Like most parents, Alex Baltins wanted to find the best school for her son before he started kindergarten and made inquiries with a couple of schools near her home in Sydney's south.
"They sounded quite keen until I said my child has autism. Then it was like, 'Sorry, no'," she said. "I felt as if no one wanted my son."
A quality education experience for a student with disability is still likened to winning the lottery.
Children with Disability Australia
She tried a school with special needs classes but it could not accept Sebastian, now 5, as all places were full.
Sebastian ended up enrolling in a mainstream class at a local school which she describes as "incredibly supportive" but lacking the resources to adequately cater for her son's needs.
With the help of his therapist, she lobbied for additional support and an aide was provided for two hours a day to help Sebastian settle into his first year of school.
"Education is a basic human right," she said. "Families shouldn't have to fight to get it."
Sebastian's case is not isolated, according to multiple submissions before a senate inquiry into the treatment of children with disability in the education system.
Peak advocacy body Children with Disability Australia wrote: "A quality education experience for a student with disability is still likened to winning the lottery."
Its submission highlighted patchy funding for students with a disability, high rates of bullying, exclusion and abuse and cases of physical restraint which included children being tied up or locked in cupboards or cages.
"A typical school experience for students with disability involves discrimination, limited or no funding for support and resources, inadequately trained staff, a systemic culture of low expectations, exclusion and bullying," the submission noted.
"There are increasing incidents of restraint and seclusion reported to CDA, which are seen as a clear consequence of a system in crisis."
According to the submission, the current system is "failing to adequately meet the needs of students with disability", noting that many staff did not receive sufficient training to assist students with a disability.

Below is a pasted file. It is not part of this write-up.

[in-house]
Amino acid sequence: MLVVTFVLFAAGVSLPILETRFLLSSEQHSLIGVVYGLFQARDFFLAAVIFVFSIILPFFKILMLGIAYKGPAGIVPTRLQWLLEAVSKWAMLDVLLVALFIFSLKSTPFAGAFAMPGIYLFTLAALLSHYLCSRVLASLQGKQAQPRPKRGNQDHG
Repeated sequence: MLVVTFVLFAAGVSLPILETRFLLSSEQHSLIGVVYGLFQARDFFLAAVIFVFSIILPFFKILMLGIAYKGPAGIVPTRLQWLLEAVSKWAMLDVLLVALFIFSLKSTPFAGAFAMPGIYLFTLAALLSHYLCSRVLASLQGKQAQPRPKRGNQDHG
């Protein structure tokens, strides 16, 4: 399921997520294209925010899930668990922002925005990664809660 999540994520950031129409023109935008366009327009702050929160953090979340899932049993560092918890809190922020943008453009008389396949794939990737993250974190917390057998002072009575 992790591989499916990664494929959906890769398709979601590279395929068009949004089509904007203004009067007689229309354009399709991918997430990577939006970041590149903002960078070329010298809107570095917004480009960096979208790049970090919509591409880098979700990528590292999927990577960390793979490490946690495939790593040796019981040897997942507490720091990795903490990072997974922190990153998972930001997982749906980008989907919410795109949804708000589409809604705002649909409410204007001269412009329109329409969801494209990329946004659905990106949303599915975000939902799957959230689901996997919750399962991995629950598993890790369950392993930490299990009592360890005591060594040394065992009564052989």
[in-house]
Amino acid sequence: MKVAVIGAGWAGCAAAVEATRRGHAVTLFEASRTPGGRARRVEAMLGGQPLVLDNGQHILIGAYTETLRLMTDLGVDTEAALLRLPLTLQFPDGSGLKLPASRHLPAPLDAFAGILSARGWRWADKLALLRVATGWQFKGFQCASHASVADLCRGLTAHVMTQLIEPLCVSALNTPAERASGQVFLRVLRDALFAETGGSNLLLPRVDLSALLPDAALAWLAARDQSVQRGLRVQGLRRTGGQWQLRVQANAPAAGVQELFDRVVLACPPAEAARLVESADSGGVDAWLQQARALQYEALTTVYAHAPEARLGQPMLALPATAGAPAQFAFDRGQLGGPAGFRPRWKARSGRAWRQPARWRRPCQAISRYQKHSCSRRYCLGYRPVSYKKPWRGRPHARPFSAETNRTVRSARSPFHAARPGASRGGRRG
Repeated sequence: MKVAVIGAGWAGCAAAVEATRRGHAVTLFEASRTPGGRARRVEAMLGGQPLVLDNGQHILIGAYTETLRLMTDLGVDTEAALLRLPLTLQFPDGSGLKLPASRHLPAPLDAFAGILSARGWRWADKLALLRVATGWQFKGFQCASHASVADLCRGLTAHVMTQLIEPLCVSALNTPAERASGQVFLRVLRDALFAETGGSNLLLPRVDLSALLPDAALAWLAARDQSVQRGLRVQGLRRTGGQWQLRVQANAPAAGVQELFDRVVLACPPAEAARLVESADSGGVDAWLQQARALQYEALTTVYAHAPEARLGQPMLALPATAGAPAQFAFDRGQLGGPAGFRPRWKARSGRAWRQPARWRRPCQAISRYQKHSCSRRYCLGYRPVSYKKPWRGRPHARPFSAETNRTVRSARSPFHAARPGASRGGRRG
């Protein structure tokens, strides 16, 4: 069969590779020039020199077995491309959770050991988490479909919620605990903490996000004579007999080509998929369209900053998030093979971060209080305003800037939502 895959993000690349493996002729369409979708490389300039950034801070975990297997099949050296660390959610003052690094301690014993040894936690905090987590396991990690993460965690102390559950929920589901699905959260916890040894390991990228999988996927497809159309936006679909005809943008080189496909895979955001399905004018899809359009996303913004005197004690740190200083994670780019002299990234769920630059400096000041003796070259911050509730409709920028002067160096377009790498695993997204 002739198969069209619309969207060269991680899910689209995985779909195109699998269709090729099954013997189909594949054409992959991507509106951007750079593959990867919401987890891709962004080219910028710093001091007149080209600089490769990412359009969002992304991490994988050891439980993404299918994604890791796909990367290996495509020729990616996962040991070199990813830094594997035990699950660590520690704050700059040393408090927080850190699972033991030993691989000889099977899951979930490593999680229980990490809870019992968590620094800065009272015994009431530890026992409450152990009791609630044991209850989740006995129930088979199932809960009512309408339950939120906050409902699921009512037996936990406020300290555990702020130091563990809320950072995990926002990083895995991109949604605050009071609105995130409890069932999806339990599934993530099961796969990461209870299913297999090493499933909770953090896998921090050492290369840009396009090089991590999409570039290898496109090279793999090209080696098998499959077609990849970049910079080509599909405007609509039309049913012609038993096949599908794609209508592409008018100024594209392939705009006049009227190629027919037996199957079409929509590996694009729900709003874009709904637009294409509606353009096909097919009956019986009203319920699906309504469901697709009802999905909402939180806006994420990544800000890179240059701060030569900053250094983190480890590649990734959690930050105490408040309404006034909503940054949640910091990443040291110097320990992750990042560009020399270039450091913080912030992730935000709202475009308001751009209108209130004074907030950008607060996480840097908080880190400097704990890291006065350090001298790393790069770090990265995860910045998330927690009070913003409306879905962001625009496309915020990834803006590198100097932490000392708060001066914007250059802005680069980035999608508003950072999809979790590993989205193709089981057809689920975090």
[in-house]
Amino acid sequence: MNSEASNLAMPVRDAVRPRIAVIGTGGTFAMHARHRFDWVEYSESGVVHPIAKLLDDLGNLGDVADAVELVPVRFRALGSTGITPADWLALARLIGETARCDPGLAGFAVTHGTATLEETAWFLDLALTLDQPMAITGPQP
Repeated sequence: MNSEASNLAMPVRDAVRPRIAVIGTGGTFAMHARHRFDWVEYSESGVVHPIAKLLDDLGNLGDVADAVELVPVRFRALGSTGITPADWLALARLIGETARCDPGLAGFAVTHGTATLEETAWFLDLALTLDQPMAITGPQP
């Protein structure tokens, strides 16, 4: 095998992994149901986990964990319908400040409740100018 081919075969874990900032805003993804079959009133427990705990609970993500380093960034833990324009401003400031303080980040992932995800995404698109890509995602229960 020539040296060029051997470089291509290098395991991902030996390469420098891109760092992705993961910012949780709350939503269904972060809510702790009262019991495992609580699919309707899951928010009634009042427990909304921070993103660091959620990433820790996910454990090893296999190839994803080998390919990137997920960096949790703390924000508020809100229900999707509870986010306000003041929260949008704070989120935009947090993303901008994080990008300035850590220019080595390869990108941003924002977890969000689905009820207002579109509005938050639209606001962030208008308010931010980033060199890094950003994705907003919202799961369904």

"Another consequence of the lack of expertise within schools is the misidentification of behaviour support needs, with students frequently being viewed and treated as 'naughty.' Often, a disciplinary response to a student's behaviour support needs leads to use of punishment, including suspension and expulsion, rather than providing appropriate support."
The submission called for better data collection on students with a disability, particularly those being home schooled; nationally consistent funding and improved training for teachers, including ongoing learning and development.
It recommended the establishment of an independent complaints body and improved oversight on the use of restraints.
The Australian Education Union's submission also recommended improved teacher training and funding after finding 84 per cent of principals were forced to divert resources from other areas to support children with a disability.
Federal president of the AEU, Correna Haythorpe said: "We hope to see the Abbott Government implement the full disability loading to adequately educate these students and prepare them for work and life after they finish school."
About 90 per cent of children with a disability attend mainstream schools but only about one-third complete year 12.
The Education and Employment References Committee will hold a public hearing into the treatment of students with a disability in Sydney on September 18.